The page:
A health-oriented outlook toward users of legal and illegal drugs offers the most rational explanation behind this classification. However, prohibitionists are likely to dispute any assertion that illicit drugs pose no greater health hazards to people compared to the legal ones. In so doing, these prohibitionists misjudge the usefulness of drug laws in alleviating trafficking and abuse. Statistical data reveals that, annually, alcohol and tobacco kill about 5million people globally while the illegal substances kill about 200000 people. Most of the deaths caused by illegal drugs are as a result of prohibition and not their intrinsic qualities. Yet again, this reasoning is warped from a prohibitionist's angle since they associate the negative effects of illegal drugs to abuse and crime and not to prohibition. For that reason, the prohibitionists become agents of highly discriminatory practices that infringe upon Article 26 of the International Covenant on Civil and Political Rights that requires State laws to be non-discriminatory. This shortcoming in drug policies, thus, stresses the need to legalize all drugs, which is, as well, reiterated by the quote below.

But perhaps, the best reason to legalize hard drugs is that people who wish to consume them have the same liberty to determine their own well-being as those who consume alcohol, marijuana, or anything else. In a free society, the presumption must always be that individuals, not government, get to decide what is in their own best interest (Tylt par 7).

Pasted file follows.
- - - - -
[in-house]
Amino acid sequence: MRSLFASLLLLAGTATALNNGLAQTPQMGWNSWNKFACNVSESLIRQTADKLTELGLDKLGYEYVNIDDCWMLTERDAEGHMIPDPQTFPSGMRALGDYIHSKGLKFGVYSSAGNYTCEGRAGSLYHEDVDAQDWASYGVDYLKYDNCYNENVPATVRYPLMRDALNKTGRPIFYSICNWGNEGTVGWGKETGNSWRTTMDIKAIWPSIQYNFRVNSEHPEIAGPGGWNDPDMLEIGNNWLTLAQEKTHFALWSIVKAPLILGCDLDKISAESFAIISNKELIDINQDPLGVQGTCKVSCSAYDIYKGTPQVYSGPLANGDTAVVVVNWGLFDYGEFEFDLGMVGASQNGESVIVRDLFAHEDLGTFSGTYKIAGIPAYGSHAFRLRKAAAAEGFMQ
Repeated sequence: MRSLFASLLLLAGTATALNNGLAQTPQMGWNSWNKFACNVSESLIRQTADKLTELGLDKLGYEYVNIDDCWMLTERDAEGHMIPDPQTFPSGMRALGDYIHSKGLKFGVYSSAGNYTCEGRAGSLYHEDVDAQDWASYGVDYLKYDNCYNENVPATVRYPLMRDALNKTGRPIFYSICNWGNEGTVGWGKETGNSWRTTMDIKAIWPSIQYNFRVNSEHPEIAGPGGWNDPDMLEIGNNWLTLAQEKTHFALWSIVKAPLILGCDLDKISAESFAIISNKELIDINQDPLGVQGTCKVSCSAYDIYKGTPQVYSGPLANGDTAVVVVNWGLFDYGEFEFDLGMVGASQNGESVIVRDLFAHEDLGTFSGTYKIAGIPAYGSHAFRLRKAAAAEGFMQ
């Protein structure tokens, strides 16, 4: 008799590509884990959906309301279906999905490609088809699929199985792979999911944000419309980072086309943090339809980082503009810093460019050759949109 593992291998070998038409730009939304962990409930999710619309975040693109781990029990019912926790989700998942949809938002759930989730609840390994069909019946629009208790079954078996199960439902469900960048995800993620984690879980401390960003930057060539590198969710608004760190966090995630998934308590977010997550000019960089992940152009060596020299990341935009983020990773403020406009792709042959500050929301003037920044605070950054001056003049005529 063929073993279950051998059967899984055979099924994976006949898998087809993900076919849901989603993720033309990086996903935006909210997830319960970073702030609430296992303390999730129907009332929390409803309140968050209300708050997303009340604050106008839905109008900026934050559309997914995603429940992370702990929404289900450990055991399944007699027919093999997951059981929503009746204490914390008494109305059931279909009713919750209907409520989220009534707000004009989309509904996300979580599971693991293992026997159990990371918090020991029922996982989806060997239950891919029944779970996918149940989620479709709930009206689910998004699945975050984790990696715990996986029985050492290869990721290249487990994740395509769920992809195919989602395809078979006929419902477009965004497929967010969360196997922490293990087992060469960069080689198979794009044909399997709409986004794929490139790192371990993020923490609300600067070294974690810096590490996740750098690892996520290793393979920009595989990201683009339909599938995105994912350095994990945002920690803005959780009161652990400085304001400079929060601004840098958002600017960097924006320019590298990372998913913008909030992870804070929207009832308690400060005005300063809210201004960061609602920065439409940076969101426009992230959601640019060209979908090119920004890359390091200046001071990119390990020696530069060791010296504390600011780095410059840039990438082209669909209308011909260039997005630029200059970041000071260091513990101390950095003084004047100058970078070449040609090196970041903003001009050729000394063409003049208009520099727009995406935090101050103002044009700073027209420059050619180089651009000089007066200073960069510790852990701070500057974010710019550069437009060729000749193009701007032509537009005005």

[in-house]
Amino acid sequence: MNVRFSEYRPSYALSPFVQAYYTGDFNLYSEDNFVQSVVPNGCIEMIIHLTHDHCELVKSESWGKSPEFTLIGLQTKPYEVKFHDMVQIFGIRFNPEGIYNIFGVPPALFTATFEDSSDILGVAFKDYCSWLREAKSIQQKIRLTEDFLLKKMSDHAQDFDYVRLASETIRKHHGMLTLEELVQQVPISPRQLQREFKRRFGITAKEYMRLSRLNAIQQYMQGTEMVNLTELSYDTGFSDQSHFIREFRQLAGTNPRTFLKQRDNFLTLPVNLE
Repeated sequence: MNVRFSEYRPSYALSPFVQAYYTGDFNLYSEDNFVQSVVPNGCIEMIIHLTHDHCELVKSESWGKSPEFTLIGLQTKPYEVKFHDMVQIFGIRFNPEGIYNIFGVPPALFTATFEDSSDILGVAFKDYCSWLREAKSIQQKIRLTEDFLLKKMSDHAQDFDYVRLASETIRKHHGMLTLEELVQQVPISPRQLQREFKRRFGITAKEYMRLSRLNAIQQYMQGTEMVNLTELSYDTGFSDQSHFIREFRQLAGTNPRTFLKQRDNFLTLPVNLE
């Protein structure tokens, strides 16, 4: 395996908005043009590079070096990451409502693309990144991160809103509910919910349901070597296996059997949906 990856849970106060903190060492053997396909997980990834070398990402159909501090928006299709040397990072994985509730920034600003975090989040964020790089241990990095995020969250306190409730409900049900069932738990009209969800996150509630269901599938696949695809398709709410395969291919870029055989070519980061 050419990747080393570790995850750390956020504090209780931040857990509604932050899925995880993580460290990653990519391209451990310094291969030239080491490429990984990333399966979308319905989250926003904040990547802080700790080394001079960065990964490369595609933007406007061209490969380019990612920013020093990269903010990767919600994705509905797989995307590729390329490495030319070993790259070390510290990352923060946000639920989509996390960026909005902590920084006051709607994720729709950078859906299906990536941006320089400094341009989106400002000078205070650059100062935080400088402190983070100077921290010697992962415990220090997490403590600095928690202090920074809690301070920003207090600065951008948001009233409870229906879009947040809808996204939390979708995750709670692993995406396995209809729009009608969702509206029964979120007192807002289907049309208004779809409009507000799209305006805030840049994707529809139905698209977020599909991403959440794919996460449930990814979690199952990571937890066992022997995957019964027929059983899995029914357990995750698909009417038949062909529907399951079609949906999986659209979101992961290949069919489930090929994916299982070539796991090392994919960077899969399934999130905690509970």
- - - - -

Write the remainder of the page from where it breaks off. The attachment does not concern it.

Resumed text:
Legalization of Drugs would Save Huge Costs

Apart from the possible criminal justice and public health outcomes expected upon legalizing drugs, monetary effects would also be felt, specifically in the form of the reduction of government expenditure and the generation of taxes from drug manufacturers and users. Data revealed in a recent tax and budget bulletin shows that the legalization of drugs in the US would generate about $106.7billion yearly in proceeds for local, state and federal governments. These proceeds would be realized due to a growth in tax revenues and a drop in drug enforcement expenditure.

Besides, results from a study by Cato Institute revealed that legalizing drugs in the United States at state and federal levels would bring about a $46.7billion annual increase in tax revenue and $41.3billion decrease in court processes' overheads. Some States such as Colorado and Oregon, and other countries such as Uruguay, which have considered the legalization of marijuana have reported gains in revenue and a decrease in expenditure. The growth in tax revenue stated above may continue if the demand for the drugs that are currently deemed to be illegal such as marijuana and cocaine increase due to a greater cultural acceptance of these drugs if they are to be legalized. A case in point is that in Colorado, $130million, $193million and $247million in State tax revenues from marijuana were collected in 2015, 2016 and 2017 indicating a steady increase. Such an effect would be expected from the legalization of other illegal drugs.

The Drug War has been more Costly Compared to Drug Abuse

The drug war is a costly undertaking owing to the direct overheads involved in the interception of drug supplies and implementing drug policies. States that prohibit certain drugs have to set aside a significant amount of finances in their budget for the apprehension, charging and imprisonment of millions of drug offenders. Additionally, there are other indirect overheads associated with drug prohibition and are caused by damaging health implications, a deep-rooted high-level corruption, instability in the societies, insecurity and extra-judicial killings.